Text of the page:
Clinical Trial Evaluation - Author Services

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Clinical Trial Evaluation

expert-opinion-logoScope: The aim of Clinical Trial Evaluations is to evaluate the quality of design and implementation of a pivotal study. The author should provide a balanced and contextualised discussion of the trial and its results and not simply summarise the original publication.

Word limit: The word limit for Clinical Trial Evaluations is 1,000-1,500 words (not including figures, tables or references).

Every article must contain:

Title: All article types should have a concise, informative title that contains no brand names. Titles should be impartial and non-promotional.

Authors’ names and affiliation: Including address, academic qualifications and job titles of all authors, as well as telephone number and email address of the author for correspondence on a separate cover sheet as the peer reviewers will be blinded to the authors’ identity. Please note that only the address of the first author of the article will appear on Medline/PubMed, not necessarily the corresponding author.

Abstract (maximum 200 words)
Body of the article

  • Introduction: The paper under discussion must be introduced and referenced as Reference [1]. The trial number must also be provided if available. The rationale behind the study should be presented, placing it in context with previous studies using the drug and indicating the relative importance of this new work.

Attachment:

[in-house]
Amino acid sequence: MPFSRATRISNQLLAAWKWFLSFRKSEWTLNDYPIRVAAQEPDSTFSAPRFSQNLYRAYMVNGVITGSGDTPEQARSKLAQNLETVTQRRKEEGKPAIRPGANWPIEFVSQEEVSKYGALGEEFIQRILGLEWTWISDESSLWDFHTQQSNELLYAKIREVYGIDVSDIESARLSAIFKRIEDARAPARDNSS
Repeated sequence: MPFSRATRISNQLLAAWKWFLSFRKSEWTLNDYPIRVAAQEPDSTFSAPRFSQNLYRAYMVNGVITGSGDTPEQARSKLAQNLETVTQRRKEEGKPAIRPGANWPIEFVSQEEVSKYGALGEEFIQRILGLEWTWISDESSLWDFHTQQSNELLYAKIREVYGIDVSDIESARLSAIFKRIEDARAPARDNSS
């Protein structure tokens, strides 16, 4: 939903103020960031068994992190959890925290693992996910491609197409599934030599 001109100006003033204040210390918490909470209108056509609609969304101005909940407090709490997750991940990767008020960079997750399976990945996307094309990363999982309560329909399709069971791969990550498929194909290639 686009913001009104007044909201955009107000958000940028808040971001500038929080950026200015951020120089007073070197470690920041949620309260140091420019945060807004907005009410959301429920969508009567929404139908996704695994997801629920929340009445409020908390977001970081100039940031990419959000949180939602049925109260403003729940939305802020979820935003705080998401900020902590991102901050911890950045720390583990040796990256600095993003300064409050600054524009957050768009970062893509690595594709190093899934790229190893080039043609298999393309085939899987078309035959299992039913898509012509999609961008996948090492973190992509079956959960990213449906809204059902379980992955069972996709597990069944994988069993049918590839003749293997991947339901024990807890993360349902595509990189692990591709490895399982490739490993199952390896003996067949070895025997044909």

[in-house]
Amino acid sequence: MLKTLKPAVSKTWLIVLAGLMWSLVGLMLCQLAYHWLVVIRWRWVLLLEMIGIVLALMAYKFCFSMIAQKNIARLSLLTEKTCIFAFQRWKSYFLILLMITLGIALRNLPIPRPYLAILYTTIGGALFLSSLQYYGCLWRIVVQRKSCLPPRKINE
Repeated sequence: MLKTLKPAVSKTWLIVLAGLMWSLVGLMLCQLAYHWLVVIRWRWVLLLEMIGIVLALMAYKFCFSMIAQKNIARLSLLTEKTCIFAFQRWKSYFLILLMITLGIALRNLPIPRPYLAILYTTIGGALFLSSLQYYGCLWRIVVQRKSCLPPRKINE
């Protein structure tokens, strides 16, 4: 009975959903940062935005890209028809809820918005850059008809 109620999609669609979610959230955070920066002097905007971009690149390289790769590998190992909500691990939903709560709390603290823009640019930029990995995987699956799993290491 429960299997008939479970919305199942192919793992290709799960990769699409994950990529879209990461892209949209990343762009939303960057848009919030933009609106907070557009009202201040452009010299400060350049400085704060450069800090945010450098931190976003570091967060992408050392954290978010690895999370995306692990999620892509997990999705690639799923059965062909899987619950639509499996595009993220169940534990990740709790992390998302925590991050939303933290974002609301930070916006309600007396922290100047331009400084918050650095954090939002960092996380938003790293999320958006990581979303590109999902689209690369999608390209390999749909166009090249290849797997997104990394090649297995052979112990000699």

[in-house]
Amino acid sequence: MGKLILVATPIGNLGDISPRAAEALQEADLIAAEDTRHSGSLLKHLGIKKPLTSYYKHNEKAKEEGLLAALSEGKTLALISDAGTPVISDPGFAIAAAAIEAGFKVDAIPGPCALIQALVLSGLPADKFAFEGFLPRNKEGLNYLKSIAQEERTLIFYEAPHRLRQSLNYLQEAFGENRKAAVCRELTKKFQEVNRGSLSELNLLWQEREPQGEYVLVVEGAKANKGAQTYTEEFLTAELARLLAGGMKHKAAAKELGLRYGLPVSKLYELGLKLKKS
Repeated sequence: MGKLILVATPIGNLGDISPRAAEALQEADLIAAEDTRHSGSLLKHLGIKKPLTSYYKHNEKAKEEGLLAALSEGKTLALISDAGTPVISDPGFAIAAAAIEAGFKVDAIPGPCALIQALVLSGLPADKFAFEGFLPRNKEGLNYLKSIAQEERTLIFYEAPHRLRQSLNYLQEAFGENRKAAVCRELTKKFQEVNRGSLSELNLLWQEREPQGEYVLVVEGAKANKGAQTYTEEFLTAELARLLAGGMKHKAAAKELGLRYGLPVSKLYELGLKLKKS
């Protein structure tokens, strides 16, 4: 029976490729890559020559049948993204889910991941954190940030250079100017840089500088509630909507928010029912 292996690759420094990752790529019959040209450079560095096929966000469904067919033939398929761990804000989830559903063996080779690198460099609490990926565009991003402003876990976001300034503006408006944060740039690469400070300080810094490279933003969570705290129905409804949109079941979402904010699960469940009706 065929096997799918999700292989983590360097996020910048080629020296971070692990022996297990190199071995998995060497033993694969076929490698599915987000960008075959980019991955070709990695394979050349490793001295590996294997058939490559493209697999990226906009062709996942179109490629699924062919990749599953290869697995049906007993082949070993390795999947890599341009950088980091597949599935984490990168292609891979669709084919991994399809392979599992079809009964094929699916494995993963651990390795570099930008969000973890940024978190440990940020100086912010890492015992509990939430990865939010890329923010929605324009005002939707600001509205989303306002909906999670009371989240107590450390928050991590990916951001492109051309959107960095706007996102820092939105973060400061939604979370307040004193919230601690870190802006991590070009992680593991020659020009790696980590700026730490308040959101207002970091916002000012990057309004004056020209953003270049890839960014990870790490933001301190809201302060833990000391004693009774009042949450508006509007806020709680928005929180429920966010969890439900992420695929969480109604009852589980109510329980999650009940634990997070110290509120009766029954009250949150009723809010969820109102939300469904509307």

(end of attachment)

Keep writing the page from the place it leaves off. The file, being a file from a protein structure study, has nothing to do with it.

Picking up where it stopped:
• Study design: Describe and discuss the quality and appropriateness of the trial design. What were the primary objectives, selection criteria, treatment plan, number of participants, trial locations, etc? Was this appropriate? Were there any limitations to the study?
  • Key results: Briefly summarise the key results from the study in a bulleted list and comment on their significance.

Expert opinion (200-500 words)
To distinguish the articles published in the Expert opinion series, authors must provide an additional section entitled ‘Expert opinion’. Give your opinion on what the success factors were in this study:

  • Can anything be learned from it for future studies?
  • How will the results be received by medical professionals?
  • What will the impact of this study be on the future of this drug or the therapy area as a whole?

Comparative assessment is encouraged and related trials may be referenced.